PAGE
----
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Does English Football Lack The Deep-Lying Playmaker?

Wednesday 28th March 2012

Watching Juventus play, it can be easy to compare their players to those in England who have similar playing styles. There are plenty of similar or lesser quality, who play like Mirko Vucinic, Arturo Vidal and even Alessandro Del Piero. However, looking through the Premier League, there are very few players that resemble Andrea Pirlo in either playing style or ability. In other European leagues, these players are present, but there is a distinct lack of notable Premiership players in this position, entrusted with distributing the ball to the forwards from deep whilst protecting the back line from being overwhelmed by opposition attacks.

English teams have struggled in Europe this season. They have been beaten by a sheer inability to get out of their own half (Man United v Bilbao), being punished on the counter attack (Man City v Napoli) and simply playing against a side with better individuals (Arsenal v Milan). Disregarding Chelsea's heroics against a strangely poor Napoli side, there has been little to celebrate in Europe this year for Premier League sides.

This is due to a number of factors, but one of the most glaring flaws of the English game is the inability to control possession. The question is not one of possession percentages, as Premiership sides generally play at a high tempo and the ball is quickly regained due to intense pressing. The downfall is in having the ball but never really controlling it. English sides always leave themselves exposed, with midfielders preferring to get ahead of the ball and create a scoring opportunity as quickly as possible rather than retaining possession.

We have defensive midfielders, but they are more tough tackling, physically intimidating specimens than intelligent players concentrated on protecting the defence and creating from deep. Michael Carrick is an Englishman who fits this role better than anyone else, but his form is so inconsistent that he can rarely be relied upon and his positioning can be questionable. The two most obvious examples, and probably the two best holding midfield playmakers in world football, are Andrea Pirlo and Xabi Alonso, who dictate the tempo of the game from the halfway line whilst continuing to provide protection to the defence by positioning themselves correctly, preventing quick counter attacks.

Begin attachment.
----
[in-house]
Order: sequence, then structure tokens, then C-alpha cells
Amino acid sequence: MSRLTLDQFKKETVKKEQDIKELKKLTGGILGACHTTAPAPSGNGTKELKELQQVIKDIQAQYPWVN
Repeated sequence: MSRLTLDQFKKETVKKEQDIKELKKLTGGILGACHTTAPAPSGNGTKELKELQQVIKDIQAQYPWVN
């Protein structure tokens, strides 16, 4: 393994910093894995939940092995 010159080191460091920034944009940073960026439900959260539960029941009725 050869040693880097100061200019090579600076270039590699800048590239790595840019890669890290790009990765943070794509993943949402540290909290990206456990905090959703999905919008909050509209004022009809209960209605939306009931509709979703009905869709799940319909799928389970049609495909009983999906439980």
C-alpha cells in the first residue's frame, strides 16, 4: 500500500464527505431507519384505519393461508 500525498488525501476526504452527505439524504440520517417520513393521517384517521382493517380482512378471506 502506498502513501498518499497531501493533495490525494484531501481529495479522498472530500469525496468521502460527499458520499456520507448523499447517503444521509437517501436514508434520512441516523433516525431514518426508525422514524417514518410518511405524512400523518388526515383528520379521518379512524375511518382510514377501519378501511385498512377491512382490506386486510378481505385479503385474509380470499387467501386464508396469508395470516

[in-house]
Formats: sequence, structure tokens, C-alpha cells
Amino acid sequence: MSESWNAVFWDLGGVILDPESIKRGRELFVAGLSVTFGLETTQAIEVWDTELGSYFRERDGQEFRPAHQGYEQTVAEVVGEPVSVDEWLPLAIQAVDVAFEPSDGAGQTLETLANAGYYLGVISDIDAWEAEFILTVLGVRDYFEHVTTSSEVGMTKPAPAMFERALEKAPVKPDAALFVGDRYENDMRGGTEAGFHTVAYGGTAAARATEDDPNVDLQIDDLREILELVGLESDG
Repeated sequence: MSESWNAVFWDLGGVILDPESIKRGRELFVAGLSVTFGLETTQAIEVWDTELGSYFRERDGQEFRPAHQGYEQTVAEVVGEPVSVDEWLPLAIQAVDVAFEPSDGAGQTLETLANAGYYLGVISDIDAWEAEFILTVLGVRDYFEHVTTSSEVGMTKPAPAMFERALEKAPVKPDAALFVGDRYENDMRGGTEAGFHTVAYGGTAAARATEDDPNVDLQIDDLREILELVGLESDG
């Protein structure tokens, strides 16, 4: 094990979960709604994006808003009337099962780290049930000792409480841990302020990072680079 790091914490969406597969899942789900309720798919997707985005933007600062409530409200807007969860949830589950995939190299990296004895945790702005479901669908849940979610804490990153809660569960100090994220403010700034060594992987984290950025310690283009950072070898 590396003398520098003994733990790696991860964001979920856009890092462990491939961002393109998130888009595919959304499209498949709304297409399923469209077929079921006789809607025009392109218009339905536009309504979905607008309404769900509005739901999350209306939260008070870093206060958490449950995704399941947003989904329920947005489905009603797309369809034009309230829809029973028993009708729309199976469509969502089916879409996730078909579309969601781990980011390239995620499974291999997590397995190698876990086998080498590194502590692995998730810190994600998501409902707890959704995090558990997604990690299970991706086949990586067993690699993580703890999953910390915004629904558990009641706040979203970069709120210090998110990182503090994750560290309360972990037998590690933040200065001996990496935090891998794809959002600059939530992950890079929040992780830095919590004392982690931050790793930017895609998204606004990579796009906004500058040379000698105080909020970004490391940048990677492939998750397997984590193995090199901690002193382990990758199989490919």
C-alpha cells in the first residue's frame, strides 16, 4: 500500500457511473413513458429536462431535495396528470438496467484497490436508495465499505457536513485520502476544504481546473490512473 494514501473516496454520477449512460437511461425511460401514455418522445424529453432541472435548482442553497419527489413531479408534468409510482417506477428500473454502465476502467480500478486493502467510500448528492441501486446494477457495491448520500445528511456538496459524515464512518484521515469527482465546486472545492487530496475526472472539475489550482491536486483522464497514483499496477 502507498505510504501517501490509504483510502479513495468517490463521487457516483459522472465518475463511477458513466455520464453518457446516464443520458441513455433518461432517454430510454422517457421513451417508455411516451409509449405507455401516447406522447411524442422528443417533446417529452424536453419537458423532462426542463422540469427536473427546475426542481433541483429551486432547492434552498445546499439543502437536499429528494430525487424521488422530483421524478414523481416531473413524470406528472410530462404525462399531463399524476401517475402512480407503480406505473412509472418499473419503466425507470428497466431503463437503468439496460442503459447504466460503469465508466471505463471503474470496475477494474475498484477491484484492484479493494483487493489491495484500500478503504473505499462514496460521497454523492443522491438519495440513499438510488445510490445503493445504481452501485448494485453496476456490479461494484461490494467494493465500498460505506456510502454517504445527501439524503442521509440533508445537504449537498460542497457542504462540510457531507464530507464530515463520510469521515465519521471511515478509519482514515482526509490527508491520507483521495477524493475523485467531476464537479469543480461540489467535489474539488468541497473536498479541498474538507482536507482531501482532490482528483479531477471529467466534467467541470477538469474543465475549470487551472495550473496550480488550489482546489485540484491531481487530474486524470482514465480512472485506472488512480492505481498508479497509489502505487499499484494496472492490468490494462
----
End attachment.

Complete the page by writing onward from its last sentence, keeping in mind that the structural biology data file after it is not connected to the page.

This control over posssession, this midfield balance, is something that has been present in a few sides in the English game and more often than not has brought success. Chelsea had the not-so-underrated Claude Makelele holding the midfield under Mourinho and wound up breaking the record for the most points in a Premier League season in 2005. Rafael Benitez's Liverpool side of 2009 pushed one of Alex Ferguson's greatest Manchester United sides all the way in the title race, despite significantly more modest resources, with Alonso at the base of a five-man midfield (albeit alongside the combative Javier Mascherano).

None of the current top four teams contain a quality deep-lying playmaker: Manchester City have Gareth Barry, weak and uninventive with the ball and United have Carrick. Tottenham have Scott Parker playing deep, but he is more of a box-to-box midfielder than a defensive one. Arsenal have Alex Song, one of their most important players this season, whose passes to Van Persie have created numerous goals, but defensively he is often caught too high up the pitch, a positional flaw he has failed to address.

The Premier League is obsessed with attacking football and this has led to some incredibly entertaining games this season. However the lack of quality in this key area is costing English teams in Europe. This open style of play simply leaves them vulnerable to any team with a manager astute enough to exploit it. If they do not address this, the recent trend of the Premier League greedily taking up Champions League semi-final places will soon become a distant memory.

Jonny Chadwick

Total articles: 4

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